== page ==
Down-regulation of CK2α leads to up-regulation of the cyclin-dependent kinase inhibitor p27KIP1 in conditions unfavorable for the growth of myoblast cells

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BACKGROUND/AIMS: Compelling evidence indicates that CK2α, which is one of the two catalytic isoforms of protein kinase CK2, is required for cell viability and plays an important role in cell proliferation and differentiation. While much is known on CK2 in the context of disease states, particularly cancer, its critical role in non-cancerous cell growth has not been extensively investigated. METHODS: In the present study, we have employed a cell line derived from rat heart with inducible down-regulation of CK2α and CK2α-knockout mouse tissue to identify CK2-mediated molecular mechanisms regulating cell growth. For this, we have performed Incucyte® live-cell analysis and applied flow cytometry, western blot, immunoprecipitation, immunohistochemistry, RT-qPCR and luciferase-based methods. RESULTS: Here, we show that lack of CK2α results in significantly delayed cell cycle progression through G1, inhibition of cyclin E-CDK2 complex, decreased phosphorylation of Rb protein at S795, and inactivation of E2F transcription factor. These events are accompanied by nuclear accumulation and up-regulation of the cyclin-dependent kinase inhibitor p27KIP1 in cells and CK2α-knockout mouse tissues. We found that increased levels of p27KIP1 are mainly attributable to post-translational modifications, namely phosphorylation at S10 and T197 amino acid residues catalyzed by Dyrk1B and AMPK, respectively, as silencing of FoxO3A transcription factor, which activates CDKN1B the gene coding for p27KIP1, does not result in markedly decreased expression levels of the corresponding protein. Interestingly, simultaneous silencing of CK2α and p27KIP1 significantly impairs cell cycle progression without increasing cell death. CONCLUSION: Taken together, our study sheds light on the molecular mechanisms controlling cell cycle progression through G1 phase when myoblasts proliferation potential is impaired by CK2α depletion. Our results suggest that elevated levels of p27KIP1, which follows CK2α depletion, contribute to delay the G1-to-S phase transition. Effects seen when p27KIP1 is down-regulated are independent of CK2α and reflect the protective role exerted by p27KIP1 under unfavorable cell growth conditions.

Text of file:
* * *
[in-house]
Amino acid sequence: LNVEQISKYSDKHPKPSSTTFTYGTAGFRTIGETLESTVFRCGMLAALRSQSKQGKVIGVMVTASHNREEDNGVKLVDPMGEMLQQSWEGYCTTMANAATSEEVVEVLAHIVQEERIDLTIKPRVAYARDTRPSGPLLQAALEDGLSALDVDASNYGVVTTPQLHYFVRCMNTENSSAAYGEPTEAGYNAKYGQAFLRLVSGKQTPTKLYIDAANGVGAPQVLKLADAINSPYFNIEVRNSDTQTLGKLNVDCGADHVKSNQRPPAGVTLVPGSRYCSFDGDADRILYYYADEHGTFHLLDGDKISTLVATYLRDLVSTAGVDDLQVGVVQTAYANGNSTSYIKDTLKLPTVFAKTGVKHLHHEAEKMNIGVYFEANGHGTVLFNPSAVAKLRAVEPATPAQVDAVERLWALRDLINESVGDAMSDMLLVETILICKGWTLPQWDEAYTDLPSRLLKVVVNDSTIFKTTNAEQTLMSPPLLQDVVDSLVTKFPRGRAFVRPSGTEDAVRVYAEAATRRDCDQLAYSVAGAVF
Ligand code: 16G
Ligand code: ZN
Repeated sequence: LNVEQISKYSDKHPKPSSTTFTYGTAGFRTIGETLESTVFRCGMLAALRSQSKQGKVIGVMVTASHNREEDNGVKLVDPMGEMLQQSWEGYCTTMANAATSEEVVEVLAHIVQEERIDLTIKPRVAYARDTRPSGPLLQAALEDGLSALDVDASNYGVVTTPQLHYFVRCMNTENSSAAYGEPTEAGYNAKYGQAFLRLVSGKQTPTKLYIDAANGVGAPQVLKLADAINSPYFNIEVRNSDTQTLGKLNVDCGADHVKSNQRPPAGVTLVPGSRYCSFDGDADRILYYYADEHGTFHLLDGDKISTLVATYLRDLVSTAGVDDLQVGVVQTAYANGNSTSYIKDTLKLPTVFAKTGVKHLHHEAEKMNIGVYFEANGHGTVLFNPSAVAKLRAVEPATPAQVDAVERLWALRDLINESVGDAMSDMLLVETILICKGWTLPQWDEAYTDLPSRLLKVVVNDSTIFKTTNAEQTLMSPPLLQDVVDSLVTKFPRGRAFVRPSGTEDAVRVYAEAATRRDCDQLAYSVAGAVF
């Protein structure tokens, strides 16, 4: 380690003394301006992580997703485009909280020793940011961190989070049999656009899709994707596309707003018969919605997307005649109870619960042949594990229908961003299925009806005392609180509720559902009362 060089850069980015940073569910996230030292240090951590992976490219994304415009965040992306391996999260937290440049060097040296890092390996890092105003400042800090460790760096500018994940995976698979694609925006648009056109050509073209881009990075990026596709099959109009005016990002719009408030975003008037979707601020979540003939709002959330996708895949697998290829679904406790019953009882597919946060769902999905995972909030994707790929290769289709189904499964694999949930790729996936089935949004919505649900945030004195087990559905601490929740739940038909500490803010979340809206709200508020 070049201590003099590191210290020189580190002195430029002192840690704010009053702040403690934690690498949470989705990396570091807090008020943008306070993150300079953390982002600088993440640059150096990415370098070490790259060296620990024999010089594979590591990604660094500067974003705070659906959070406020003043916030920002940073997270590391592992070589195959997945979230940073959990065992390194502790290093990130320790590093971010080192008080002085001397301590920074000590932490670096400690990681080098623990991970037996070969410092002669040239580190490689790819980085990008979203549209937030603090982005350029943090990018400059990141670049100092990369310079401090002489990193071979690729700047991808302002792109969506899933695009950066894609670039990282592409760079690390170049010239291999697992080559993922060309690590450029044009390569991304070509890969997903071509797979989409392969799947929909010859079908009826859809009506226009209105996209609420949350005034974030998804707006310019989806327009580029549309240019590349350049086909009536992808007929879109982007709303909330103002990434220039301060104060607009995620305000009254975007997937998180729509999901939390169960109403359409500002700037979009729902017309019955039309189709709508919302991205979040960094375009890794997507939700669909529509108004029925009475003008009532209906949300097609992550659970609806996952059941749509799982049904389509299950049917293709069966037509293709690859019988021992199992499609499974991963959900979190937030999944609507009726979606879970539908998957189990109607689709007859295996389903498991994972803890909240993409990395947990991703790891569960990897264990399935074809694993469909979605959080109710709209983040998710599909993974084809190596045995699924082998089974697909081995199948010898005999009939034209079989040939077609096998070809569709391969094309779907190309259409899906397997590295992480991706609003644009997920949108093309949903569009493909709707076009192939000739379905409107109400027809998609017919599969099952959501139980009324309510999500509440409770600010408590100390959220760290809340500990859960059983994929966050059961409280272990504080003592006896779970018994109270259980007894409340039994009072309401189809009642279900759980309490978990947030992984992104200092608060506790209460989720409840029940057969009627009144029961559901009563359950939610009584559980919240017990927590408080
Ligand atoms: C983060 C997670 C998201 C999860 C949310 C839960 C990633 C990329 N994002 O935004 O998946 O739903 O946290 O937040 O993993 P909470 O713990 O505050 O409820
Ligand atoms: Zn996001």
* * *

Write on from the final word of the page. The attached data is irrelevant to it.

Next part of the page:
TidsskriftCellular Physiology and Biochemistry
Udgave nummer6
Sider (fra-til)1177-1198
StatusUdgivet - 2020


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